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The Youth Control Complex: Experiences of Criminalization among Chicano and African American Youth

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Abstract:

This paper introduces and demystifies (in a social conflict perspective) what I call the “youth control complex.” I use the “youth control complex” as a conceptual framework to describe the current condition in which racialized youth, specifically African American and Chicano youth from the San Francisco Bay Area, have become hyper-criminalized in the contemporary era of mass incarceration. I present findings from an ethnography of juvenile offenders I conducted between 2002-2004. I bring in the voice of Chicano and African American male youth to illustrate their experience growing up in a hyper-punitive environment characterized by zero-tolerance policing, strict sentencing for traditionally juvenile crimes, and—a drastically expanded phenomenon—
increased policing and criminalization by institutions beyond the criminal justice system.
I argue that for working poor and working-class Chicano youth, a massive structure of social control and socialization has developed from the amalgamation of different youth control, policing, and punishment institutions, making itself extremely prevalent and very much part of their everyday lives. Many of the youth I interviewed describe encounters with the police officers who handcuff them, the probation officers who surveil them, the prosecuters that attempt to give them the harshest sentences as well as school administrators who place them in detention rooms, teachers who humiliate them, community centers that attempt to reform them, and interactions with their parents in similar ways.

Most Common Document Word Stems:

youth (90), probat (50), school (42), crimin (35), offic (33), polic (28), social (26), ronni (25), jose (25), communiti (25), interview (22), arrest (21), surveil (18), time (18), everyday (17), see (17), justic (17), experi (16), control (16), like (16), go (15),

Author's Keywords:

Youth, Race, Deviance and Social Control, Incarceration, Latino, Black, Probation, Policing, Surveillance, Criminalization
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Name: American Sociological Association
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http://www.asanet.org


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MLA Citation:

Rios, Victor. "The Youth Control Complex: Experiences of Criminalization among Chicano and African American Youth" Paper presented at the annual meeting of the American Sociological Association, Marriott Hotel, Loews Philadelphia Hotel, Philadelphia, PA, Aug 12, 2005 <Not Available>. 2017-10-10 <http://citation.allacademic.com/meta/p21285_index.html>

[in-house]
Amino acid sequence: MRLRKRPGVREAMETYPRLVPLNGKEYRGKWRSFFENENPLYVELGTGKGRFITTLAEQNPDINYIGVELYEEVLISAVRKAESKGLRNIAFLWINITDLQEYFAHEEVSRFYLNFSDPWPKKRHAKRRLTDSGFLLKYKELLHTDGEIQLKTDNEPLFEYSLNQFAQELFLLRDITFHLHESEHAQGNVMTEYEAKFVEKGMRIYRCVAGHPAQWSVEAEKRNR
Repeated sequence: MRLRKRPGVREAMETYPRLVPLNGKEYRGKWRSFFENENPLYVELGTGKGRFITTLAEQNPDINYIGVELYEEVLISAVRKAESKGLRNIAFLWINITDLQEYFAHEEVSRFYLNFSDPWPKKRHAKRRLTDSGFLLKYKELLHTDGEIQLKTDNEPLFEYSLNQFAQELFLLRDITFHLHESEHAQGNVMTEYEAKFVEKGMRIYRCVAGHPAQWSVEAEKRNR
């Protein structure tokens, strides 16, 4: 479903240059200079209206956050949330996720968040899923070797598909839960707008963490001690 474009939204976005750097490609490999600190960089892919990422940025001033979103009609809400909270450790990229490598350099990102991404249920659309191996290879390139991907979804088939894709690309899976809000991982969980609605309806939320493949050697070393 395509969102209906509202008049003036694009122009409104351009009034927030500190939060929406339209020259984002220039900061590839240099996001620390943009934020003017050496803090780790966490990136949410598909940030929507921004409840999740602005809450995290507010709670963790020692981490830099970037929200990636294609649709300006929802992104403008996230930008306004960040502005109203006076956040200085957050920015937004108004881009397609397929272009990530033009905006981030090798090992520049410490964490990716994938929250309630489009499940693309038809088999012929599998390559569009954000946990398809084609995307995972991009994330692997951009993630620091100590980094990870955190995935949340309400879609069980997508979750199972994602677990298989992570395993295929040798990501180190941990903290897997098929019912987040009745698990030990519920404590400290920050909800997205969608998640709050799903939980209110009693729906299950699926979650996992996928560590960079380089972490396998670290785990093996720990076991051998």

APA Citation:

Rios, V. M. , 2005-08-12 "The Youth Control Complex: Experiences of Criminalization among Chicano and African American Youth" Paper presented at the annual meeting of the American Sociological Association, Marriott Hotel, Loews Philadelphia Hotel, Philadelphia, PA Online <PDF>. 2017-10-10 from http://citation.allacademic.com/meta/p21285_index.html

Publication Type: Conference Paper/Unpublished Manuscript
Abstract: This paper introduces and demystifies (in a social conflict perspective) what I call the “youth control complex.” I use the “youth control complex” as a conceptual framework to describe the current condition in which racialized youth, specifically African American and Chicano youth from the San Francisco Bay Area, have become hyper-criminalized in the contemporary era of mass incarceration. I present findings from an ethnography of juvenile offenders I conducted between 2002-2004. I bring in the voice of Chicano and African American male youth to illustrate their experience growing up in a hyper-punitive environment characterized by zero-tolerance policing, strict sentencing for traditionally juvenile crimes, and—a drastically expanded phenomenon—
increased policing and criminalization by institutions beyond the criminal justice system.
I argue that for working poor and working-class Chicano youth, a massive structure of social control and socialization has developed from the amalgamation of different youth control, policing, and punishment institutions, making itself extremely prevalent and very much part of their everyday lives. Many of the youth I interviewed describe encounters with the police officers who handcuff them, the probation officers who surveil them, the prosecuters that attempt to give them the harshest sentences as well as school administrators who place them in detention rooms, teachers who humiliate them, community centers that attempt to reform them, and interactions with their parents in similar ways.


Similar Titles:
Criminality of police officers: Initial findings from a national study of police officers arrested

The Role of Community Attachment and Personal Perceptions: How Social Cohesion Impacts Perceptions of Crime, Disorder, and Attitudes towards Police in a Youthful Population

Cops Should Know the Communities they Police: A Grounded Theory Study of Minority Youths’ Experiences with Stop and Frisk, and their Engagement in Police Reform.


 
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